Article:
Liquid armor and tiny high power engines will be in 2018 special forces exoskeleton prototypes

Discussion in 'Architecture & Engineering' started by Plazma Inferno!, Jun 2, 2016.

  1. Plazma Inferno! Ding Ding Ding Ding Administrator

    MIT is developing a next-generation kind of armor called “liquid body armor.”
    Liquid body armor transforms from liquid to solid in milliseconds when a magnetic field or electrical current is applied. Scientists at a Polish company that produce body armor systems are working to implement a non-Newtonian liquid in their products. The liquid is called Shear-Thickening Fluid (STF). STF does not conform to the model of Newtonian liquids, such as water, in which the force required to move the fluid faster must increase exponentially, and its resistance to flow changes according to temperature. Instead STF hardens upon impact at any temperature, providing protection from penetration by high-speed projectiles and additionally dispersing energy over a larger area.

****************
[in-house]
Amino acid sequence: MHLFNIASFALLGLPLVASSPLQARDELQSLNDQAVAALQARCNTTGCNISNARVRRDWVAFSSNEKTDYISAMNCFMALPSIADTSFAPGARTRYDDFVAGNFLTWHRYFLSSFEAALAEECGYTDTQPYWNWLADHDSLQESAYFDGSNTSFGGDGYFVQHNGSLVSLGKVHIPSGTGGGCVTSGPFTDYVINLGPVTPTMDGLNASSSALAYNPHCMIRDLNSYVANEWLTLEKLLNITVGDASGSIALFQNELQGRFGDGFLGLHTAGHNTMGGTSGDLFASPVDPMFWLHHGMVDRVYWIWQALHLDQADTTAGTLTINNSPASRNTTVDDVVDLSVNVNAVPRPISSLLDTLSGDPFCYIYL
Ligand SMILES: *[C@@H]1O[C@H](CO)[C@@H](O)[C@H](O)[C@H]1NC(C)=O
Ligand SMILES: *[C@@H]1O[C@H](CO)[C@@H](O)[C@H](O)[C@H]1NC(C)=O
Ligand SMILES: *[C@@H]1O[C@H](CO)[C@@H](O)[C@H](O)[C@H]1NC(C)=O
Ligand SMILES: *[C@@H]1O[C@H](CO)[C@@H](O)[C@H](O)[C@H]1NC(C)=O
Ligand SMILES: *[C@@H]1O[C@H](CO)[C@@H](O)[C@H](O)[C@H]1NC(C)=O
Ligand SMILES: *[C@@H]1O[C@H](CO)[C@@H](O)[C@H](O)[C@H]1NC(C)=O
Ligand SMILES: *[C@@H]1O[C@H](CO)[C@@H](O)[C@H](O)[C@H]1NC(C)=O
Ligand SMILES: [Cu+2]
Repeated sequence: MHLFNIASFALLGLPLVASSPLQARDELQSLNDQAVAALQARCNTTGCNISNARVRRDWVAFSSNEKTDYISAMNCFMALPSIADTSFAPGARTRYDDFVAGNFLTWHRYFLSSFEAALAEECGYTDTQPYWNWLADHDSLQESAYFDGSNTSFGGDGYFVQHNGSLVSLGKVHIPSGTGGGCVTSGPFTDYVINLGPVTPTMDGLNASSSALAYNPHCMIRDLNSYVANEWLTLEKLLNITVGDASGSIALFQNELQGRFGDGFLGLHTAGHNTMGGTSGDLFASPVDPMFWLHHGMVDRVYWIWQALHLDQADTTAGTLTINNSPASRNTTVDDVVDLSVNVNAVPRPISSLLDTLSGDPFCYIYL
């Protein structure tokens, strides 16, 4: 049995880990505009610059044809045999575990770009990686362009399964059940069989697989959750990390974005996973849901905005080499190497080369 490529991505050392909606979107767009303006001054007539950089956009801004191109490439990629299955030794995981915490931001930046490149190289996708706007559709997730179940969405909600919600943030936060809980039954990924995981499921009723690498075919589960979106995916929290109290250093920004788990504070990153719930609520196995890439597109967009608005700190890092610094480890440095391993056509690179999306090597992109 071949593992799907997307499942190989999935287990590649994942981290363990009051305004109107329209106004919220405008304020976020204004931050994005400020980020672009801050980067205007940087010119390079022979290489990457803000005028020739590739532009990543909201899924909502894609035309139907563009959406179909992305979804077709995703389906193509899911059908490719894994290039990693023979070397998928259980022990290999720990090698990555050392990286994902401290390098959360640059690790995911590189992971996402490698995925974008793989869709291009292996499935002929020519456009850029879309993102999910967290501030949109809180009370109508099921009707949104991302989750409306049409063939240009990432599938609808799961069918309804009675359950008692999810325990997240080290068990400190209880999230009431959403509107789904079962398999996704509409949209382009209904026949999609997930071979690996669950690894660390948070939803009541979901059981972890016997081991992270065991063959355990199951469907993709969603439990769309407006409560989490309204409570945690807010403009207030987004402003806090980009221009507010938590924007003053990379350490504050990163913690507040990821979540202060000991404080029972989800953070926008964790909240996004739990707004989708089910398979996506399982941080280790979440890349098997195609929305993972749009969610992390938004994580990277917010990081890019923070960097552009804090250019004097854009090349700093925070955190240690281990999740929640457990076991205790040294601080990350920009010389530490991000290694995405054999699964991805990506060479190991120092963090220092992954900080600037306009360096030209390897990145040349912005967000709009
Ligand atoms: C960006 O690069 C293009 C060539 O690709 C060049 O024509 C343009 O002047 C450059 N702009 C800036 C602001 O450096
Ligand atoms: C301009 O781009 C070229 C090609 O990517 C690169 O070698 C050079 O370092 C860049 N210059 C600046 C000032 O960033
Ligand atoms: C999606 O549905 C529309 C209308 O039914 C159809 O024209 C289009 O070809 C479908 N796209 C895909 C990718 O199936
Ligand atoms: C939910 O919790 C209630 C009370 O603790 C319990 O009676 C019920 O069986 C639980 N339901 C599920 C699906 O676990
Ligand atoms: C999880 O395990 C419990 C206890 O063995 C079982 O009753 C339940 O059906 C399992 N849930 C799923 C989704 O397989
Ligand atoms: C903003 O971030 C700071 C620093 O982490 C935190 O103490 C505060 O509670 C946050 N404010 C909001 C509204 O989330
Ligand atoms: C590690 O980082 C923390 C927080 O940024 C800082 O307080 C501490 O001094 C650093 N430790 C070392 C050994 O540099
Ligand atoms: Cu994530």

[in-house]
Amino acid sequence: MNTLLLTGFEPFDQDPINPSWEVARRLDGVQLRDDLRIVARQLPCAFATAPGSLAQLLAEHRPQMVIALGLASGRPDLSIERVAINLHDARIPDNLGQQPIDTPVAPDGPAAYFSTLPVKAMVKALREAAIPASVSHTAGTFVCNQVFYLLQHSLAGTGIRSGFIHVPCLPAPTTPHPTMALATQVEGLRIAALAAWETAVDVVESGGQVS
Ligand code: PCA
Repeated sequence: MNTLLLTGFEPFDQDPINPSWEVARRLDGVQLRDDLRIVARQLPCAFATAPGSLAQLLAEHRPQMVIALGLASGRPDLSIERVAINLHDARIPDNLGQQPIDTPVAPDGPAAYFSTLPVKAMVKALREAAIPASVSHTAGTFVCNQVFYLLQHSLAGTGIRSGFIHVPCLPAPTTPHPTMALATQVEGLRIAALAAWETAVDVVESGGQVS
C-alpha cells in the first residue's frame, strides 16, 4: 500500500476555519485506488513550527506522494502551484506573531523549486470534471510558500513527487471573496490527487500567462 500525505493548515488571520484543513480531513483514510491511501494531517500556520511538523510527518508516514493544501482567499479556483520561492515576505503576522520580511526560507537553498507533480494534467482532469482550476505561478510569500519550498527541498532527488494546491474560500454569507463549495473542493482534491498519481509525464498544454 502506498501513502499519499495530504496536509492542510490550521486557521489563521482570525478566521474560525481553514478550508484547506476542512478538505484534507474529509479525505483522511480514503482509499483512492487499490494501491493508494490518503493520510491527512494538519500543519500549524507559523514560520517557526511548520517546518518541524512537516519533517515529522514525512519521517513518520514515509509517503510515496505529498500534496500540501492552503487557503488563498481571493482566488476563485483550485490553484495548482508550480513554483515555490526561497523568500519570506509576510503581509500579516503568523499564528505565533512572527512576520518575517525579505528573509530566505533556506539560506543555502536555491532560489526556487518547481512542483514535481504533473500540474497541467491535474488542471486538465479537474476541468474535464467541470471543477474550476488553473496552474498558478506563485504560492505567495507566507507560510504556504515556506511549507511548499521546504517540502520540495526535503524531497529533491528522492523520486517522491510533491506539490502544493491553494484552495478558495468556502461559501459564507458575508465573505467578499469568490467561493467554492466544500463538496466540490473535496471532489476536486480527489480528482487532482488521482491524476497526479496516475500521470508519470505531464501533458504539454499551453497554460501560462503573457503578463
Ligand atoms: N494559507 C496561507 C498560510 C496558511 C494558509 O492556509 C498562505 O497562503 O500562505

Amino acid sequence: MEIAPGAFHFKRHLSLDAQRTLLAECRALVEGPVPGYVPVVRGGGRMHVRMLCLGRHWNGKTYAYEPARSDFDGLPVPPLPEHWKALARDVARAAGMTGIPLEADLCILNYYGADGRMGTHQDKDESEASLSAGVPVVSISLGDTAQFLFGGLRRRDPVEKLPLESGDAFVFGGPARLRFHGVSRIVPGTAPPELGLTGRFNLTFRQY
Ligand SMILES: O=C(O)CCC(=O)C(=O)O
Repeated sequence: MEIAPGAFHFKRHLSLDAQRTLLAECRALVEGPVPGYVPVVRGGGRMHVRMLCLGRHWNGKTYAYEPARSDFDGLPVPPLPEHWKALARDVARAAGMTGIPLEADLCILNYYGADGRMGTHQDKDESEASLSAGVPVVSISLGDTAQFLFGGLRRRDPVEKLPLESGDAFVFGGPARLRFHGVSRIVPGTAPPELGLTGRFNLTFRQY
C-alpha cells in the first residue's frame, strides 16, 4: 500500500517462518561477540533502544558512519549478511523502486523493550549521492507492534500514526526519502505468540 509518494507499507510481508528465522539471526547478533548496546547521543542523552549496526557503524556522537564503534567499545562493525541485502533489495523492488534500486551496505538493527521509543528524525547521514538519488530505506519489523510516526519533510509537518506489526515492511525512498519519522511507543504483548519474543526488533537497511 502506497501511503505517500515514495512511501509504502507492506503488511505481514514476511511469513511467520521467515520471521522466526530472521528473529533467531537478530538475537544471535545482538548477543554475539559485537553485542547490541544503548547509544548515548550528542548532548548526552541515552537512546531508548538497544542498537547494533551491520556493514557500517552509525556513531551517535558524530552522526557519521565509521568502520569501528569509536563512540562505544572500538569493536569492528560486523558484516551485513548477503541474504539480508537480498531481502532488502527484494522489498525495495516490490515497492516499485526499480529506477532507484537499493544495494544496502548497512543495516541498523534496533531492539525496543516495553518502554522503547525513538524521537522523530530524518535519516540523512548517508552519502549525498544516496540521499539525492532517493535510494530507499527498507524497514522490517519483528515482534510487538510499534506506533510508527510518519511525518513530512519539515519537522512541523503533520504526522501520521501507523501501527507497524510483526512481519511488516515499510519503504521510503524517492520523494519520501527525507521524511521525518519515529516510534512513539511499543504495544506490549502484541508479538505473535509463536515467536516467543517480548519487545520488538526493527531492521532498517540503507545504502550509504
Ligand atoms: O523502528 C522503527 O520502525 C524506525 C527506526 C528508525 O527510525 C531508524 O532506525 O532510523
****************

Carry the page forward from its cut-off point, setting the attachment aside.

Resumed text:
Beside liquid armor, army exoskeletons will include Liquid Piston high efficiency engines that would be "in charge" of batteries, i.e. recharging.
    Citing article source:
    Liquid Piston is developing several small rotary internal combustion engines developed to operate on the High Efficiency Hybrid Cycle (HEHC). The cycle, which combines high compression ratio (CR), constant-volume (isochoric) combustion, and overexpansion, has a theoretical efficiency of 75% using air-standard assumptions and first-law analysis. This innovative rotary engine architecture shows a potential indicated efficiency of 60% and brake efficiency of over 50%. As this engine does not have poppet valves and the gas is fully expanded before the exhaust stroke starts, the engine has potential to be quiet. Similar to the Wankel rotary engine, the ‘X’ engine has only two primary moving parts – a shaft and rotor, resulting in compact size and offering low-vibration operation. Unlike the Wankel, however, the X engine is uniquely configured to adopt the HEHC cycle and its associated efficiency and low-noise benefits. The result is an engine which is compact, lightweight, low-vibration, quiet, and fuel-efficient.
    • High power density – up to 2 HP / Lb (3.3 kW / kg)
    • 30% smaller and lighter for spark-ignition (SI) gasoline engines
    • Up to 75% smaller and lighter for compression-ignition (CI) diesel engines

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